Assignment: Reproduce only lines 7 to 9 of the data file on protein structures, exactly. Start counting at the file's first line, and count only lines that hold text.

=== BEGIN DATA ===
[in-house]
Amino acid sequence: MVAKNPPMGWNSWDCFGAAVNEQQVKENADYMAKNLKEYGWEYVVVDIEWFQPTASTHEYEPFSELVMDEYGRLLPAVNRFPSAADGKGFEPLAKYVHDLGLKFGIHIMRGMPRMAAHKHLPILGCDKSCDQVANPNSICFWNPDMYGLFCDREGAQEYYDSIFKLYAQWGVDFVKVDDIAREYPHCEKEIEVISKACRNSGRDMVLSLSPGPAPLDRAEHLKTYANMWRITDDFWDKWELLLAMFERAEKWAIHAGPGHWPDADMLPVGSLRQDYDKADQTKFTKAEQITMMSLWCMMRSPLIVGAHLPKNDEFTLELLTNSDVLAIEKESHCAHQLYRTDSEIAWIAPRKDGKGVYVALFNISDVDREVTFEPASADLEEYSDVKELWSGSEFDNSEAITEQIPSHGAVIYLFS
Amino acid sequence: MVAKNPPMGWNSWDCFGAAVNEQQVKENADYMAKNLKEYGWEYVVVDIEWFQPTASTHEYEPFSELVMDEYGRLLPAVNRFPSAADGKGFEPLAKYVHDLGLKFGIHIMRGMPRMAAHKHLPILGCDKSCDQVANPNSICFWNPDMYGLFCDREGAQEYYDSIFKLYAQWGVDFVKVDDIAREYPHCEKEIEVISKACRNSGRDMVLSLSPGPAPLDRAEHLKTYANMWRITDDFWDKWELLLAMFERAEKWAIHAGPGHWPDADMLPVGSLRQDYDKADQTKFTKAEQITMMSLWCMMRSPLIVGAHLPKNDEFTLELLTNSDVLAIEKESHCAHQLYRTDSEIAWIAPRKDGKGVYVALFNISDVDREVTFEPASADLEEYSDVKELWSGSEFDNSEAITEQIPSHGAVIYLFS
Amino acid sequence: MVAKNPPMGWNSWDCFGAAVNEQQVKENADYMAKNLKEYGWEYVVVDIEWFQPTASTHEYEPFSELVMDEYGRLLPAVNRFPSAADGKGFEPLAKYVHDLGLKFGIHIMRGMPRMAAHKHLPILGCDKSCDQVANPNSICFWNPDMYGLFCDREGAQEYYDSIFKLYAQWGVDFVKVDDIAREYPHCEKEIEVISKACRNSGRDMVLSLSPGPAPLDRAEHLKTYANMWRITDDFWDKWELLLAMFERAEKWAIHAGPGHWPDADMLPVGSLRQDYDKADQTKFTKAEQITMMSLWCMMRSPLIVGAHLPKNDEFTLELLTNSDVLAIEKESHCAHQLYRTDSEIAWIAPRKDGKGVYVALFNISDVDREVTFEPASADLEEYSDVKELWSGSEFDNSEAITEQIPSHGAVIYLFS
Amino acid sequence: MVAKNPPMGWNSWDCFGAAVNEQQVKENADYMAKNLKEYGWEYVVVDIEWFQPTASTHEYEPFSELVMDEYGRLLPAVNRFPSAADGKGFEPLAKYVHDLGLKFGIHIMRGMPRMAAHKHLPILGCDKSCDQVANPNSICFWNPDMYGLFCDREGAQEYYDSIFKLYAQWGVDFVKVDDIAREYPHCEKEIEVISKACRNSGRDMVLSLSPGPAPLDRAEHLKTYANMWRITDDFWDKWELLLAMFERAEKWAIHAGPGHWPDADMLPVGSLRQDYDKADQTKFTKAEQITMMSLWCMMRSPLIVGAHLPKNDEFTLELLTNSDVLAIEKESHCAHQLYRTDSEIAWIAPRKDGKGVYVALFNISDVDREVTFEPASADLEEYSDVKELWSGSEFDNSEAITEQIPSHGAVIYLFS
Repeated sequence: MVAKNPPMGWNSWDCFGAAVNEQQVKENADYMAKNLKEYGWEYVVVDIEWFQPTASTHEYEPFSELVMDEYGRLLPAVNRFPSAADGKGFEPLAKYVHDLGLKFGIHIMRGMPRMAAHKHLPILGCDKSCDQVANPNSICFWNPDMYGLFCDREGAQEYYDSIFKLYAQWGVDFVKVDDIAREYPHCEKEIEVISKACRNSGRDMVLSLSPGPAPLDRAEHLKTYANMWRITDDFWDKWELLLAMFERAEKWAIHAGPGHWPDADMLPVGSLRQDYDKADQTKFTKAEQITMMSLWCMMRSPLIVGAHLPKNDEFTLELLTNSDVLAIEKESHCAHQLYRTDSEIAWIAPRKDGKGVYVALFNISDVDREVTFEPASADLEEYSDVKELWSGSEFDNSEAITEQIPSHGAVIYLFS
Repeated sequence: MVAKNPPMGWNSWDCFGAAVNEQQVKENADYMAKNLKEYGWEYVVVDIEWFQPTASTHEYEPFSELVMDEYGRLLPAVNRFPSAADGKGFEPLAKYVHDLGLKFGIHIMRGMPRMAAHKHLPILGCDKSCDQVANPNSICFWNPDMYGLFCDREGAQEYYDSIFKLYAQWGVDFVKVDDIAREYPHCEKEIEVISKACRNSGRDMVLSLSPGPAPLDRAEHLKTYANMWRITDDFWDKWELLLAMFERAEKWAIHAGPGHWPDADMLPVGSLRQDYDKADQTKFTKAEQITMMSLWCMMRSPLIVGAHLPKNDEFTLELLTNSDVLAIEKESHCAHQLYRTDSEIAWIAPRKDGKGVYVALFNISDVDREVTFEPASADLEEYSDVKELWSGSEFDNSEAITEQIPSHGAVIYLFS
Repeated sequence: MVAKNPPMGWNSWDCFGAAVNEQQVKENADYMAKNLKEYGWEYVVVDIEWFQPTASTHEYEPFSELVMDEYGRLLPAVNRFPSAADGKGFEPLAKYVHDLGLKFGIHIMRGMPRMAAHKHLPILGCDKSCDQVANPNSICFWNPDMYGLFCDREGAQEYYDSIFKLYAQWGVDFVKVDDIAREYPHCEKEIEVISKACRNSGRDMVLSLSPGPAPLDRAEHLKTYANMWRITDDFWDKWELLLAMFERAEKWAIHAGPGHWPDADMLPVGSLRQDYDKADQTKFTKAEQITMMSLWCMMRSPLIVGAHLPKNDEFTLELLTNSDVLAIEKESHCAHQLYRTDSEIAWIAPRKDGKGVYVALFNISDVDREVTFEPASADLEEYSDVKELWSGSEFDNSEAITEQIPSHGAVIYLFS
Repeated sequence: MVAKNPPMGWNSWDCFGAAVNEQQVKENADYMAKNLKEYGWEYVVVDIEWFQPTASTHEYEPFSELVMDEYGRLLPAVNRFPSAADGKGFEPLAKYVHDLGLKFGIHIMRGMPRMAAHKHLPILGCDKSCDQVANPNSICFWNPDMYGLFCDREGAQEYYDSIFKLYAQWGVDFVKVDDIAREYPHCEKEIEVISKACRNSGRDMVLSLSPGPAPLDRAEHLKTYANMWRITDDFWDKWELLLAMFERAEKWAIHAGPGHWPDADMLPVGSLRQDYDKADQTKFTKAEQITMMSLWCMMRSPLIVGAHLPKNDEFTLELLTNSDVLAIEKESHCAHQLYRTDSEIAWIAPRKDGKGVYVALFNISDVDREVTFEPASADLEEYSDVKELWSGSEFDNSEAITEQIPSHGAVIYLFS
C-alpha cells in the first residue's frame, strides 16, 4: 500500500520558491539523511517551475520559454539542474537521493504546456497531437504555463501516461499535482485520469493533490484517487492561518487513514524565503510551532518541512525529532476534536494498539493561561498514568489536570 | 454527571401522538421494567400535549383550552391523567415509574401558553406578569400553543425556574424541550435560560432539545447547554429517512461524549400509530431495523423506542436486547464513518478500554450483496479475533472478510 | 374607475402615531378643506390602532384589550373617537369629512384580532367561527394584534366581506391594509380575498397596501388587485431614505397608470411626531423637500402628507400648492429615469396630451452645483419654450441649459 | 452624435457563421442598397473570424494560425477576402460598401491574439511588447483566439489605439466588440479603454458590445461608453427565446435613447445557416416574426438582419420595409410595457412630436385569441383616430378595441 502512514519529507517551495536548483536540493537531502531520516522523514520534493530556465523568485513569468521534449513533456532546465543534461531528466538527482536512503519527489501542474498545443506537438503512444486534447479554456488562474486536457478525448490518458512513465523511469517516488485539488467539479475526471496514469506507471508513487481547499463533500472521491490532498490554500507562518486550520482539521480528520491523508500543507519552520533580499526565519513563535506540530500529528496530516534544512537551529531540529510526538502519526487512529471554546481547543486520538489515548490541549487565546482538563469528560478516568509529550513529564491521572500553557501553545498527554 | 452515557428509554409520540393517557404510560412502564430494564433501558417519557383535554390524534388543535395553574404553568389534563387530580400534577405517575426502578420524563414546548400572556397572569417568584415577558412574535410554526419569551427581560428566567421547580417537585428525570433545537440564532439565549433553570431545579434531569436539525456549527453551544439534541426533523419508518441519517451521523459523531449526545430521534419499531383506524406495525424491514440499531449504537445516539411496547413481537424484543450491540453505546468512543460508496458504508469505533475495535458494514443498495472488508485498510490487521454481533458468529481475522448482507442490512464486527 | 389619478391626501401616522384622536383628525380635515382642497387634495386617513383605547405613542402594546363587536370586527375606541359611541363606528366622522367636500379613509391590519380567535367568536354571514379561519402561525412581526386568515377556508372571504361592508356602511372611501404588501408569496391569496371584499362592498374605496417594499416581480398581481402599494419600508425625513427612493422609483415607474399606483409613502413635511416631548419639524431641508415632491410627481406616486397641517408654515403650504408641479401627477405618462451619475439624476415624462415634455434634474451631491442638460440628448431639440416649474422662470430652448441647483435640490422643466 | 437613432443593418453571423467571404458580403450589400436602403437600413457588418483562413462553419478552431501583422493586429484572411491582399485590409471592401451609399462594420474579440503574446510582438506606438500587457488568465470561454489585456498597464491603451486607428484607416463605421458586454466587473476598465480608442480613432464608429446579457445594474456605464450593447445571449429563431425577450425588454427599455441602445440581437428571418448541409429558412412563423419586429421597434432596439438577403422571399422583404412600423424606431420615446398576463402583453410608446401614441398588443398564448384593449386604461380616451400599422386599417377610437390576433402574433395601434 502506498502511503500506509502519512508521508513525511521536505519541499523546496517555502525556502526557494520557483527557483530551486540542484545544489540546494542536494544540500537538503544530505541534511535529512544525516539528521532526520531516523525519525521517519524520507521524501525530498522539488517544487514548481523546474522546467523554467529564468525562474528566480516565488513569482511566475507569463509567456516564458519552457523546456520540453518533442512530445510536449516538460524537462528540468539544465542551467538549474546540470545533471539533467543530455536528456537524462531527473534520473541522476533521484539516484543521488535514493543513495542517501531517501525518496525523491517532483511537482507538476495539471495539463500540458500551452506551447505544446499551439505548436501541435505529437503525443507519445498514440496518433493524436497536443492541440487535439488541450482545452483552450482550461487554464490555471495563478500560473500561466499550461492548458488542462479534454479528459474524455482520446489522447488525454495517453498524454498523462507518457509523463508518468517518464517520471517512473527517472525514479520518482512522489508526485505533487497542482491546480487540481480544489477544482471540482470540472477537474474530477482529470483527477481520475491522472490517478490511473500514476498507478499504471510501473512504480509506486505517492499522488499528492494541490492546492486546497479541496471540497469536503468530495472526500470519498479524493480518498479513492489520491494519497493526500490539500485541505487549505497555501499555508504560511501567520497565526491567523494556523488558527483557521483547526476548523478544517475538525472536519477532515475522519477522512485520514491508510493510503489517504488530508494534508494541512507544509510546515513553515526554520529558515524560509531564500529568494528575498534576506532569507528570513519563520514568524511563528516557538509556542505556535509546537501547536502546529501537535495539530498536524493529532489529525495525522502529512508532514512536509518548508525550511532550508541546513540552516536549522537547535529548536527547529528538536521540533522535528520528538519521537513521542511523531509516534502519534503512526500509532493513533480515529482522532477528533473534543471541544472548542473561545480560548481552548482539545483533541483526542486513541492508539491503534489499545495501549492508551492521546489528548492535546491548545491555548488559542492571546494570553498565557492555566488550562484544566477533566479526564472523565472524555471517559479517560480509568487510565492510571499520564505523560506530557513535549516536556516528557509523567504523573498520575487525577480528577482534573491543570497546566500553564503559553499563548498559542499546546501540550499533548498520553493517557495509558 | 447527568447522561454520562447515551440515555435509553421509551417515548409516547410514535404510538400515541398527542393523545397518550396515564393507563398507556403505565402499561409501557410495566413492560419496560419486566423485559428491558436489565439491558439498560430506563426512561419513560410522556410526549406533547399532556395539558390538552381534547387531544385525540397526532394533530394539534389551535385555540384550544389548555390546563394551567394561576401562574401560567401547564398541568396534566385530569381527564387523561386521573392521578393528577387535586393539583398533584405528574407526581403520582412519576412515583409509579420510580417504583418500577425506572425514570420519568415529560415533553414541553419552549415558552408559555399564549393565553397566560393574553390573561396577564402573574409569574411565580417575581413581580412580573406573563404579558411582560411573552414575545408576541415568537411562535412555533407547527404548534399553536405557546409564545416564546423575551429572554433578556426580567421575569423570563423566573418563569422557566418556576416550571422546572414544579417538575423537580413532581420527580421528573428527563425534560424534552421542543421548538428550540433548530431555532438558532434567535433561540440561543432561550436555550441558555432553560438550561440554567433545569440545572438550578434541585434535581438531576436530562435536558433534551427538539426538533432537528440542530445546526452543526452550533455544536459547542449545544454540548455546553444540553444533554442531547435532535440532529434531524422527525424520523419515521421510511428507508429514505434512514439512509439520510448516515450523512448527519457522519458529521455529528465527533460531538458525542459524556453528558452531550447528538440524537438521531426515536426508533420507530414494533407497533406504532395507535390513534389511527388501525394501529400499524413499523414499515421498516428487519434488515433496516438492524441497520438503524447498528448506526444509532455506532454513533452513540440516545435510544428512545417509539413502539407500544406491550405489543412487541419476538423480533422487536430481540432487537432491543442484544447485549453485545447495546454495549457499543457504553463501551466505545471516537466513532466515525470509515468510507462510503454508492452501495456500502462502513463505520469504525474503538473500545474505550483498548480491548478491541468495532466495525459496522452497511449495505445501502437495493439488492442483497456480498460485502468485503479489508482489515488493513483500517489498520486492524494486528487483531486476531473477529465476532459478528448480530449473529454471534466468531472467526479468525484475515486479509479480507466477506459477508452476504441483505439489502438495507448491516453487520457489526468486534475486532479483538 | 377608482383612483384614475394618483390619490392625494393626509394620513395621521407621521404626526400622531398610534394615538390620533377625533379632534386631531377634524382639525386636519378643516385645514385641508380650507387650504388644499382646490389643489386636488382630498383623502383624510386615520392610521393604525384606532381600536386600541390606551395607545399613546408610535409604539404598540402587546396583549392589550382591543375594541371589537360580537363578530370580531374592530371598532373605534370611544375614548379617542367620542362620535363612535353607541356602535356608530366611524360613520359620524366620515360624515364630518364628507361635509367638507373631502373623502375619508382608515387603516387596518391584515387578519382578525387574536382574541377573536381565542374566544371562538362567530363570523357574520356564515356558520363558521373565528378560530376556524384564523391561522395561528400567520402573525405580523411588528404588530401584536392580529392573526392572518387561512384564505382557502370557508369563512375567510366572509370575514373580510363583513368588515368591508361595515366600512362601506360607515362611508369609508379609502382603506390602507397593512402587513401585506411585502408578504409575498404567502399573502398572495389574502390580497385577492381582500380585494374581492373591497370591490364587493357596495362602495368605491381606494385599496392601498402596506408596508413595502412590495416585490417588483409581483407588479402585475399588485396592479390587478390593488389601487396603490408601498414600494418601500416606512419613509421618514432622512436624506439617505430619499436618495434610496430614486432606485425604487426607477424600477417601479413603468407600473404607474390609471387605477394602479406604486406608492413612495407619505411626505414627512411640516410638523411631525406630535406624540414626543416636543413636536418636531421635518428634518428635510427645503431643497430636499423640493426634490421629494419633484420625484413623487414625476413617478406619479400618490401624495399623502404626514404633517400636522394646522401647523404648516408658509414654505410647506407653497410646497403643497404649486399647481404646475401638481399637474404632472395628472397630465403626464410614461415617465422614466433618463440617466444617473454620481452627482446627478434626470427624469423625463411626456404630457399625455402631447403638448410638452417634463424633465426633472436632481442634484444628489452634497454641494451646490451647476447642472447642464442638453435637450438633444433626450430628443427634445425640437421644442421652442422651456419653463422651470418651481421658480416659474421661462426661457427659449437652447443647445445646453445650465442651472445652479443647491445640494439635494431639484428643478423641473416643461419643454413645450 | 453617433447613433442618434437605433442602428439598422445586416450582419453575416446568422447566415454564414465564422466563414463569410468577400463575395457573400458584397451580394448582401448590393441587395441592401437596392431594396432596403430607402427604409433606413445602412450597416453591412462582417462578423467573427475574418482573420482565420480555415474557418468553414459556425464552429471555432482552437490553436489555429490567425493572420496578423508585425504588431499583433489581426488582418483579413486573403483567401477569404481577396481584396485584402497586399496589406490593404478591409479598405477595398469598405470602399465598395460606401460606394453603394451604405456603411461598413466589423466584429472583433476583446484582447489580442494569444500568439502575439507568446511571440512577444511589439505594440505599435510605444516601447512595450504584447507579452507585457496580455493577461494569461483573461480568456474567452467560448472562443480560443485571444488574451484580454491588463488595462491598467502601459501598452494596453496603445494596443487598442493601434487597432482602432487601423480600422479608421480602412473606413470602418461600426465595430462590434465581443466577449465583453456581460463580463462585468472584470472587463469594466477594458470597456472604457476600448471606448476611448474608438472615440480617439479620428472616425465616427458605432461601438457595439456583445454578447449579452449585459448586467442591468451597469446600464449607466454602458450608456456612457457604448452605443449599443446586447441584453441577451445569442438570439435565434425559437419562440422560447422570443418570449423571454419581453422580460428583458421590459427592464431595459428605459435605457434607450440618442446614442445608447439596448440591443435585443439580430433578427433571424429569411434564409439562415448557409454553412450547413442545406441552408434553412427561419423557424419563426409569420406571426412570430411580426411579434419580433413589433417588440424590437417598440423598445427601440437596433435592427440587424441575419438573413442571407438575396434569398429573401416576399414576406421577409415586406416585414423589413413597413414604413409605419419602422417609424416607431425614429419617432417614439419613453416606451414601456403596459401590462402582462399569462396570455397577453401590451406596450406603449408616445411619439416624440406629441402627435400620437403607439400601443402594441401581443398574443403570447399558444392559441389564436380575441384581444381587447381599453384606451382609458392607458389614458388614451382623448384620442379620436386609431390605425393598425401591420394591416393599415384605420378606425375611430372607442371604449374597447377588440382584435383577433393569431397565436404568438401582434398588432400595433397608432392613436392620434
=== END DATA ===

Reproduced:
Repeated sequence: MVAKNPPMGWNSWDCFGAAVNEQQVKENADYMAKNLKEYGWEYVVVDIEWFQPTASTHEYEPFSELVMDEYGRLLPAVNRFPSAADGKGFEPLAKYVHDLGLKFGIHIMRGMPRMAAHKHLPILGCDKSCDQVANPNSICFWNPDMYGLFCDREGAQEYYDSIFKLYAQWGVDFVKVDDIAREYPHCEKEIEVISKACRNSGRDMVLSLSPGPAPLDRAEHLKTYANMWRITDDFWDKWELLLAMFERAEKWAIHAGPGHWPDADMLPVGSLRQDYDKADQTKFTKAEQITMMSLWCMMRSPLIVGAHLPKNDEFTLELLTNSDVLAIEKESHCAHQLYRTDSEIAWIAPRKDGKGVYVALFNISDVDREVTFEPASADLEEYSDVKELWSGSEFDNSEAITEQIPSHGAVIYLFS
Repeated sequence: MVAKNPPMGWNSWDCFGAAVNEQQVKENADYMAKNLKEYGWEYVVVDIEWFQPTASTHEYEPFSELVMDEYGRLLPAVNRFPSAADGKGFEPLAKYVHDLGLKFGIHIMRGMPRMAAHKHLPILGCDKSCDQVANPNSICFWNPDMYGLFCDREGAQEYYDSIFKLYAQWGVDFVKVDDIAREYPHCEKEIEVISKACRNSGRDMVLSLSPGPAPLDRAEHLKTYANMWRITDDFWDKWELLLAMFERAEKWAIHAGPGHWPDADMLPVGSLRQDYDKADQTKFTKAEQITMMSLWCMMRSPLIVGAHLPKNDEFTLELLTNSDVLAIEKESHCAHQLYRTDSEIAWIAPRKDGKGVYVALFNISDVDREVTFEPASADLEEYSDVKELWSGSEFDNSEAITEQIPSHGAVIYLFS
Repeated sequence: MVAKNPPMGWNSWDCFGAAVNEQQVKENADYMAKNLKEYGWEYVVVDIEWFQPTASTHEYEPFSELVMDEYGRLLPAVNRFPSAADGKGFEPLAKYVHDLGLKFGIHIMRGMPRMAAHKHLPILGCDKSCDQVANPNSICFWNPDMYGLFCDREGAQEYYDSIFKLYAQWGVDFVKVDDIAREYPHCEKEIEVISKACRNSGRDMVLSLSPGPAPLDRAEHLKTYANMWRITDDFWDKWELLLAMFERAEKWAIHAGPGHWPDADMLPVGSLRQDYDKADQTKFTKAEQITMMSLWCMMRSPLIVGAHLPKNDEFTLELLTNSDVLAIEKESHCAHQLYRTDSEIAWIAPRKDGKGVYVALFNISDVDREVTFEPASADLEEYSDVKELWSGSEFDNSEAITEQIPSHGAVIYLFS